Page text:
In my own experience as a person with disabilities and working for Chinese immigrant with disabilities, I have found that Chinese understand disability issues very differently from the mainstream in the U.S. I think it’s important for clinicians who work with Chinese to gain an understanding of Chinese cultural perspectives and traditional interventions on disabilities, reduce the bias toward Chinese immigrants which caused by cultural differences, and find better ways to engage with and empower this population.
Traditional Chinese Belief on Disability
Cultural beliefs can have a strong influence on people’s understanding of disabilities. In Chinese culture, the Buddhist belief of karma provides an explanation for the cause of disability (Wang, et al, 2007). A disability is believed to be a punishment for the disabled person’s parents or past life sins. Chinese mothers often blame themselves for violating the cultural taboo during pregnancy, such as seeing something ominous or eating the wrong kind of food (Chiang & Hadadian, 2007). In Chinese, there are two terms of disability, one is “Chanji,” which means a serious disease that will never get recovered. Another is “Chanfei”, which means someone is worthless toward the family and society. These words bring the negative sense that people with disabilities are helplessness and hopelessness, and the child’s disabilities are disruptions to natural order in family tradition and the whole society. Parents felt they could not give and receive the cultural expectation of moral debts and credits throughout family life. Thus, parent experience great shame and obligation toward the child (Chiang & Hadadian, 2007).
The negative perspectives on disabilities give social stigmas to families with children with disabilities (Chiang, 2014), which predispose the adoption of harmful coping strategies and reduced quality of social networks, such as withdrawal or restricting social contact. Moreover, secrecy or concealing the treatment history of family members with disabilities is predominantly endorsed by Chinese groups (Yang, et al, 2014). Actually, in general, there is high prevalence of delayed or forgone pediatric care among Chinese immigrant families with various SES and educational levels (Huang, et al, 2009), which negatively influences the development of children with disabilities for whom the early diagnosis and intervention is very critical. For example, the reported average age of Chinese parental concern of autism is 3.1 years old, which is much later than the 19 months in non-immigrant American populations (Qian, et al, 2012). It’s important for clinicians to come up with culturally appropriate strategies to destigmatize disability, empower parents with children with disabilities and support them to reach out to early intervention resources.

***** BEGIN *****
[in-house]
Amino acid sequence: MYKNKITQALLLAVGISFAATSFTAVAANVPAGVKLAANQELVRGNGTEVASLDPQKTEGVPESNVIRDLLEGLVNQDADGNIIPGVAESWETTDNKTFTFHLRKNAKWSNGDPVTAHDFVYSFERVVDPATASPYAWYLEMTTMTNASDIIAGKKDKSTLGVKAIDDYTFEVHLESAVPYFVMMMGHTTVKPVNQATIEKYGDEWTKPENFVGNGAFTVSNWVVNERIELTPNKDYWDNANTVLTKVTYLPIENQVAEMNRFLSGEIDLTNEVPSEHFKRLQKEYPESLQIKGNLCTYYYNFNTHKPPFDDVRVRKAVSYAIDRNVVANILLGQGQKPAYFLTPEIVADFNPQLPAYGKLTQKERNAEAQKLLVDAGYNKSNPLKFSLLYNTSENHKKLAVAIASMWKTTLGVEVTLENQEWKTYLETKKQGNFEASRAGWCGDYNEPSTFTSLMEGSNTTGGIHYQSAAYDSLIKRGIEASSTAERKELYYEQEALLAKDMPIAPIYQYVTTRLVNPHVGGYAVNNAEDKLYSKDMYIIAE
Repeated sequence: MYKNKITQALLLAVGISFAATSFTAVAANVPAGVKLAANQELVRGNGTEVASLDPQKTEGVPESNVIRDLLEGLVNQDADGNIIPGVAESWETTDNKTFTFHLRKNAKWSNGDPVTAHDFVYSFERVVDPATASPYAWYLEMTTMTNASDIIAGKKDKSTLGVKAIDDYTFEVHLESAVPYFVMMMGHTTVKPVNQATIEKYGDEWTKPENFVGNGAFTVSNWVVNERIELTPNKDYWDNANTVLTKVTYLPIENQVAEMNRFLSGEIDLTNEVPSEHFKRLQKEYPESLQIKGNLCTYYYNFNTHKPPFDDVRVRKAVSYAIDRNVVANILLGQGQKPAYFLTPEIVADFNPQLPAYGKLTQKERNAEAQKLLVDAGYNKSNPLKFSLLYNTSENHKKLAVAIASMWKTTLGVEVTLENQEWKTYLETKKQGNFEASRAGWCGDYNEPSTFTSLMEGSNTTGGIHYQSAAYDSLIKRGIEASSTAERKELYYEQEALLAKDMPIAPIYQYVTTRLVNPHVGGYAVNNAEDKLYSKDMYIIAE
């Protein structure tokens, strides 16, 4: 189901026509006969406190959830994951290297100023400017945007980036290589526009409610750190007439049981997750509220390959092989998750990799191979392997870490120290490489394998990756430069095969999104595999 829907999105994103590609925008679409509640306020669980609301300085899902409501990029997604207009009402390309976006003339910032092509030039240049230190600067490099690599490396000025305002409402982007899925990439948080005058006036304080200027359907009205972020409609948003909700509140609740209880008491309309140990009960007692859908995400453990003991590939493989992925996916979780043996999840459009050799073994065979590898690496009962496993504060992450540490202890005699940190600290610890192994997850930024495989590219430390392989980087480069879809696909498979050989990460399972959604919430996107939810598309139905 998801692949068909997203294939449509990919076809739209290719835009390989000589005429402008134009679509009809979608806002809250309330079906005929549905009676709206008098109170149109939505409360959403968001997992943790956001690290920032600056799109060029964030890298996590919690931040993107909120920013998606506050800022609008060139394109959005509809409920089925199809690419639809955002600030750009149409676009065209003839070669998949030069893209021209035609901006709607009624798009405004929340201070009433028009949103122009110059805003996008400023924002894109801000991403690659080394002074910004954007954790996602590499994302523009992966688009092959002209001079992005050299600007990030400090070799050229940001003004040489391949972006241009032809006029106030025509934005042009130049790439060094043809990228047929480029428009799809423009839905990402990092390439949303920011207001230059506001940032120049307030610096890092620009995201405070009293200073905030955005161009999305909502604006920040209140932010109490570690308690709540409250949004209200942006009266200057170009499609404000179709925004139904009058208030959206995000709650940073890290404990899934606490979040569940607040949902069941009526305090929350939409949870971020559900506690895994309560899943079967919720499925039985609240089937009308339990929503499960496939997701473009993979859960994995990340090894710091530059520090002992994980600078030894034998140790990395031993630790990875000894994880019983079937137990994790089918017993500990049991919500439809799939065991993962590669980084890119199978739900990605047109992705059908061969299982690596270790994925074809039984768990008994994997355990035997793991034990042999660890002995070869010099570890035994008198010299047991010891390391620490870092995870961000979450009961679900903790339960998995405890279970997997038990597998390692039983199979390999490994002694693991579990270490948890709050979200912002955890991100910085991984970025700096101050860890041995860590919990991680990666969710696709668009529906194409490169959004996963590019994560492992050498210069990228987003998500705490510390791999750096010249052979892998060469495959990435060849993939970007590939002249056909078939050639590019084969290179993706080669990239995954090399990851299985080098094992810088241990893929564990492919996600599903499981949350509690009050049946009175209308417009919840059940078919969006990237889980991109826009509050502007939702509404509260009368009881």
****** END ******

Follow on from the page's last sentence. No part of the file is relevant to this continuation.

Traditional Chinese Intervention on Disability
According to traditional Chinese medical theory, disability is an imbalance in energy, and should be treated with the same method for other diseases to reduce phlegm. For this, herbal and nutritional remedies and acupuncture are used. Whereas herbs and nutrition are intended to treat phlegm, acupuncture is intended to reconnect neural circuits that have been disrupted and disconnect vital areas of the brain (Parette, Chuang &Huer, 2004). In Chiang’s study (2007), a mother even took her son with autism back to China at least once a year just for acupuncture. The problem of these traditional cultural interventions is that currently there is no scientific research that shows that they can effectively treat the symptoms of disabilities.
Parette (2004) found that Chinese parents had difficulties in managing the behavioral problems of their children with disabilities. One study shows that in general Chinese and Chinese-American parents report greater use of physical punishment, verbal admonishment and yelling than European-American parents (Fung & Lau, 2009). Because of the cultural value of promoting family unit and filial piety, Chinese parents sometimes punish their children’s misbehavior by arousing their fear of personal taunt and family shame. Primary forms of discipline used by Chinese parents are name-calling, teasing, and verbal reprimands. Physical punishment is usually considered acceptable. Children are reminded that their misbehaviors result not only in their “loss of face” but also disgrace and embarrassment for their family (Wang et al, 2007). These disciplines are actually associated with increased aggression, delinquent and antisocial behavior and low self-esteem in children (Fung & Lau, 2009).
While the cultural perspectives bring a lot of shame and stigma to families with children with disabilities, and the Chinese parent’s help-seeking behaviors and interventions impede the children’s development, I think it’s important for us to understand how cultural values influence the Chinese parents’ choices, gaining empathy towards them and build rapport with them.